Various forms of machine-readable media may be involved in carrying one or more sequences of one or more instructions to the processor for execution. For example, the instructions may initially be carried on a magnetic disk of a remote scan tool, such as a server. The remote scan tool can load the instructions into its dynamic memory and send the instructions over a telephone line using a modem. A modem local to the scan tool can receive the data on the telephone line and use an infrared transmitter to convert the data to an infrared signal. An infrared detector can receive the data carried in the infrared signal and appropriate circuitry can place the data on the bus. The bus carries the data to the main memory, from which the processor retrieves and executes the instructions. The instructions received by the main memory may optionally be stored on the storage device either before or after execution by the processor.
The exemplary scan tool also includes a communication interface coupled to the bus. The communication interface provides a two-way data communication coupling to a network link through one or more networks to other data devices.
In another embodiment, the user may select one or more DTCs and request additional information related to the selected DTCs. In response to the selection and the request, the scan tool formulates and generates a search query using the selected DTCs, and submits the search queries to selected search engines to conduct data search and retrieve information related to the selected DTCs.
The scan tool automatically generates a search query or a search string that complies with the requirements of different data sources or search engines. Different protocols or query formats for communicating with the data sources or search engines are stored in the vehicle application database. For instance, in generating a search query related to a reported diagnostic trouble code P1001 (P1001 is a manufacturer-specific DTC defined in accordance with Society of Automotive Engineers (SAE) standard J2012 Recommended Practice for Diagnostic Trouble Code Definitions), the scan tool will generate a web address http://www. google.com/search?q=DTC+P1001+Description, which includes a predetermined first address portion including “http://www.google.com/search?q=” and append to the first address portion with the automatically-generated terms “DTC+P1001+Description.” This is equivalent to entering “DTC P1001 Description” in the search box on Google.com. In this example, in addition to the received DTC, the scan tool also added two search terms “DTC” and “Description” in the generated search query to assist retrieving information related to the DTC. In some embodiments, information related to vehicle types, operation parameters, vehicle models, etc., is also incorporated into the query or search terms by the scan tool. Similarly, the scan tool formulates search terms complying with specific protocols for different search engines or websites by accessing information stored in the scan tool.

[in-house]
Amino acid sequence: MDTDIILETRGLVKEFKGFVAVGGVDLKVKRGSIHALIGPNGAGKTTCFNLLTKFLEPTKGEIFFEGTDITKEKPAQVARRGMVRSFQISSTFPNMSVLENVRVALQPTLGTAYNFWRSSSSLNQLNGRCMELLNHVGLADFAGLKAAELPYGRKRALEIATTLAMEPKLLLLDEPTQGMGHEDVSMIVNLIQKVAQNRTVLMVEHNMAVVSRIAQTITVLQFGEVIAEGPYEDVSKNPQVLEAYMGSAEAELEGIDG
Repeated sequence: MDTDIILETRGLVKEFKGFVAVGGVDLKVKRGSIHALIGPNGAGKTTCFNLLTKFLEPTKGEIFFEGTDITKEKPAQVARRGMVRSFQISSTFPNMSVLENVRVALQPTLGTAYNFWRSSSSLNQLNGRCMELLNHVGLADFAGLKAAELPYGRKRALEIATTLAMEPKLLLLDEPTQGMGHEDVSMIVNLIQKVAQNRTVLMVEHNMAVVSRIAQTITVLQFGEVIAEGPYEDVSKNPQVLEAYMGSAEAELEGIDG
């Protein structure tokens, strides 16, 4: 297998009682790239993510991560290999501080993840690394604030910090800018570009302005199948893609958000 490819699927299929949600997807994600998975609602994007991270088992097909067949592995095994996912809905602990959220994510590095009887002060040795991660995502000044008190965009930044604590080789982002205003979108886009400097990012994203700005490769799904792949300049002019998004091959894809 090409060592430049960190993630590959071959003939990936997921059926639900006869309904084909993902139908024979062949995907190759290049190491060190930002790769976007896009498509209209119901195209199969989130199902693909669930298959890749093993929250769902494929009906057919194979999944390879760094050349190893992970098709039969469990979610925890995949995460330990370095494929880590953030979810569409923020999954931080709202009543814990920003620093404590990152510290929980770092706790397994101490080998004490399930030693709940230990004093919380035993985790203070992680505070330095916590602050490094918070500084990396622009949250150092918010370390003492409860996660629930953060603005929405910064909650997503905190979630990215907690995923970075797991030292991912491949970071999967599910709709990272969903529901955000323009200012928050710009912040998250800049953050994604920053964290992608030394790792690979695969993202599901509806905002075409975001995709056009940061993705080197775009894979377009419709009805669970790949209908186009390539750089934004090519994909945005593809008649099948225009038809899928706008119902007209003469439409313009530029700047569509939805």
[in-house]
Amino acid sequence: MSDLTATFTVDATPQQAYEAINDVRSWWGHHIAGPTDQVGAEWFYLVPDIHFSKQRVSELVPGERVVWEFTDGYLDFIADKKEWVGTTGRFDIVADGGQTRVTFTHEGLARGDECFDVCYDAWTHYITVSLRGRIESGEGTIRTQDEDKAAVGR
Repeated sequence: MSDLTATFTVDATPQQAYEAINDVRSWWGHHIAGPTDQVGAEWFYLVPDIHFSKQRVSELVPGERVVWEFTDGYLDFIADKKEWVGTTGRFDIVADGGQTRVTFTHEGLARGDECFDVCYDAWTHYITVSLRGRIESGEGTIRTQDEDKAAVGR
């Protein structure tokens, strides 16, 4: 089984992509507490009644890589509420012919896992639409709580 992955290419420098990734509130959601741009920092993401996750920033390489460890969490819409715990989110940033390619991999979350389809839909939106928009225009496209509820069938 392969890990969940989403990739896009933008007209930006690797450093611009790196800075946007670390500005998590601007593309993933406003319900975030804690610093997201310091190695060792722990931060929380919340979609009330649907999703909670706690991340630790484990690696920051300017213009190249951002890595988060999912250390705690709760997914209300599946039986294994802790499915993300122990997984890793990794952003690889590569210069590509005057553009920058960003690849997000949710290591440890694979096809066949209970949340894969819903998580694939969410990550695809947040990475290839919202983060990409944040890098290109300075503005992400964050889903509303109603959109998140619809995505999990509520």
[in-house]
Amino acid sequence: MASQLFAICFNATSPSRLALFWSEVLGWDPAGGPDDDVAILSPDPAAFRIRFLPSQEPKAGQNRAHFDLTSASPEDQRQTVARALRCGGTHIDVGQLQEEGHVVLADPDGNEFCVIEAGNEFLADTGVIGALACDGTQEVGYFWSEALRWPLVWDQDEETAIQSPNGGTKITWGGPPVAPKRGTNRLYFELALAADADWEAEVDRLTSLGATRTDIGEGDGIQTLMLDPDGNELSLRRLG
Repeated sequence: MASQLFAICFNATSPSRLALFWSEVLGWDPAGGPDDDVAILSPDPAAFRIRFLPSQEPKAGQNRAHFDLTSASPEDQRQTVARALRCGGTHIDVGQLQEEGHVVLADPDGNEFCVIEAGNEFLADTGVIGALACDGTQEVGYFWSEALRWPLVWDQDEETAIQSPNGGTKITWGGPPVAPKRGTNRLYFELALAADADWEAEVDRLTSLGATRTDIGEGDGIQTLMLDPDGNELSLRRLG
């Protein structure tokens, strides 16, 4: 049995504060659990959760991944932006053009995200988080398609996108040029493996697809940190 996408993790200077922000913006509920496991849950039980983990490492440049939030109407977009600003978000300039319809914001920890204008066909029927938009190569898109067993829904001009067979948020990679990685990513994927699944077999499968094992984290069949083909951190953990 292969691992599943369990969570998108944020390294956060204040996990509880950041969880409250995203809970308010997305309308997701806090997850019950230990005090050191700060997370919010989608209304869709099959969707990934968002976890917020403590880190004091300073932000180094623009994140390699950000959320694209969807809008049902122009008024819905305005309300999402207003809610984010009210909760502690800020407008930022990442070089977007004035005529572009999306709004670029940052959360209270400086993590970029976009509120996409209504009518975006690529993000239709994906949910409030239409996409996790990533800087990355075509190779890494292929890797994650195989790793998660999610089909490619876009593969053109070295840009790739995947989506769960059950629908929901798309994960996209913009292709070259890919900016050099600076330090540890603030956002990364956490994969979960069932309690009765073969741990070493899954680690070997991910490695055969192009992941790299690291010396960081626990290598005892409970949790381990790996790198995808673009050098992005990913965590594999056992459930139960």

In one embodiment, the scan tool stores additional terms to be used with each DTC in the vehicle application database. For instance, information related to car maker and vehicle model and year can be added to search query.
In another embodiment, a scan tool according to this disclosure selects specific search engines or data sources to perform search according to types of information to be searched. The scan tool may store one or more look-up tables identifying the types of data sources to be used for each type of information to be searched. For instance, an exemplary scan tool may use Google for searching information for DTCs related to engine problems, and MSN for searching information related to electronic systems. In another example, an exemplary scan tool may include a search targeting at a specific website or data source, such as by dynamically extracting pre-specified or pre-defined data from the diagnostic information downloaded from the vehicle or any information related to the vehicle under test. The predefined data may be a vehicle model or a vehicle maker. For instance, if a vehicle under test is a Ford Taurus, the scan tool will request a search on Ford's website, such as www.ford.com or www. Taurus.com, using the generated query.
The disclosure has been described with reference to specific embodiments thereof. It will, however, be evident that various modifications and changes may be made thereto without departing from the broader spirit and scope of the disclosure. The concepts described in the disclosure can apply to various operations of the networked presentation system without departing from the concepts. The specification and drawings are, accordingly, to be regarded in an illustrative rather than a restrictive sense.
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|International Classification||G01M17/00, G06F17/30|
|Cooperative Classification||G07C5/008, G07C2205/02, G07C5/0808|
|European Classification||G07C5/08D, G07C5/00T|
|Feb 14, 2008||AS||Assignment|
Owner name: IDSC HOLDINGS LLC, WISCONSIN
Free format text: ASSIGNMENT OF ASSIGNORS INTEREST;ASSIGNORS:MORRIS, DAN O.;FIELDING, COLIN J.;KOTENKO, THOMAS L.;REEL/FRAME:020539/0474
Effective date: 20080102